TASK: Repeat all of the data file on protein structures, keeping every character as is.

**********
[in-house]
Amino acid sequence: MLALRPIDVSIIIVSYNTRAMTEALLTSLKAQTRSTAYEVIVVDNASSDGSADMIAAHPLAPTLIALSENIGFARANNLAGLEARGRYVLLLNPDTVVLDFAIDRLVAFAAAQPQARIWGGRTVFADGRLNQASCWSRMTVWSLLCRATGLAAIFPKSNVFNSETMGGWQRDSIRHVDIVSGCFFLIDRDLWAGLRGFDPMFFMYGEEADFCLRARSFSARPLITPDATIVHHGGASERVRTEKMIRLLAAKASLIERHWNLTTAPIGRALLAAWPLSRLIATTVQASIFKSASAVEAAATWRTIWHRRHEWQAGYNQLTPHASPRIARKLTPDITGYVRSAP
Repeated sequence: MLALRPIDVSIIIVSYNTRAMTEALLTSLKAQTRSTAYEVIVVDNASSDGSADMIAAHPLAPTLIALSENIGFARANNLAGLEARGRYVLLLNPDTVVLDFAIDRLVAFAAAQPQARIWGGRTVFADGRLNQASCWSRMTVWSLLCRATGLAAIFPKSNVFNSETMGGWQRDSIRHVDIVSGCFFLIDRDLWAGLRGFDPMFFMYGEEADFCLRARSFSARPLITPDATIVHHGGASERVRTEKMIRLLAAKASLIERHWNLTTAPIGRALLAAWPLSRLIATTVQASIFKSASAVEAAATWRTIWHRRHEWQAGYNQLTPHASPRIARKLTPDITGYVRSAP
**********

[in-house]
Amino acid sequence: MLALRPIDVSIIIVSYNTRAMTEALLTSLKAQTRSTAYEVIVVDNASSDGSADMIAAHPLAPTLIALSENIGFARANNLAGLEARGRYVLLLNPDTVVLDFAIDRLVAFAAAQPQARIWGGRTVFADGRLNQASCWSRMTVWSLLCRATGLAAIFPKSNVFNSETMGGWQRDSIRHVDIVSGCFFLIDRDLWAGLRGFDPMFFMYGEEADFCLRARSFSARPLITPDATIVHHGGASERVRTEKMIRLLAAKASLIERHWNLTTAPIGRALLAAWPLSRLIATTVQASIFKSASAVEAAATWRTIWHRRHEWQAGYNQLTPHASPRIARKLTPDITGYVRSAP
Repeated sequence: MLALRPIDVSIIIVSYNTRAMTEALLTSLKAQTRSTAYEVIVVDNASSDGSADMIAAHPLAPTLIALSENIGFARANNLAGLEARGRYVLLLNPDTVVLDFAIDRLVAFAAAQPQARIWGGRTVFADGRLNQASCWSRMTVWSLLCRATGLAAIFPKSNVFNSETMGGWQRDSIRHVDIVSGCFFLIDRDLWAGLRGFDPMFFMYGEEADFCLRARSFSARPLITPDATIVHHGGASERVRTEKMIRLLAAKASLIERHWNLTTAPIGRALLAAWPLSRLIATTVQASIFKSASAVEAAATWRTIWHRRHEWQAGYNQLTPHASPRIARKLTPDITGYVRSAP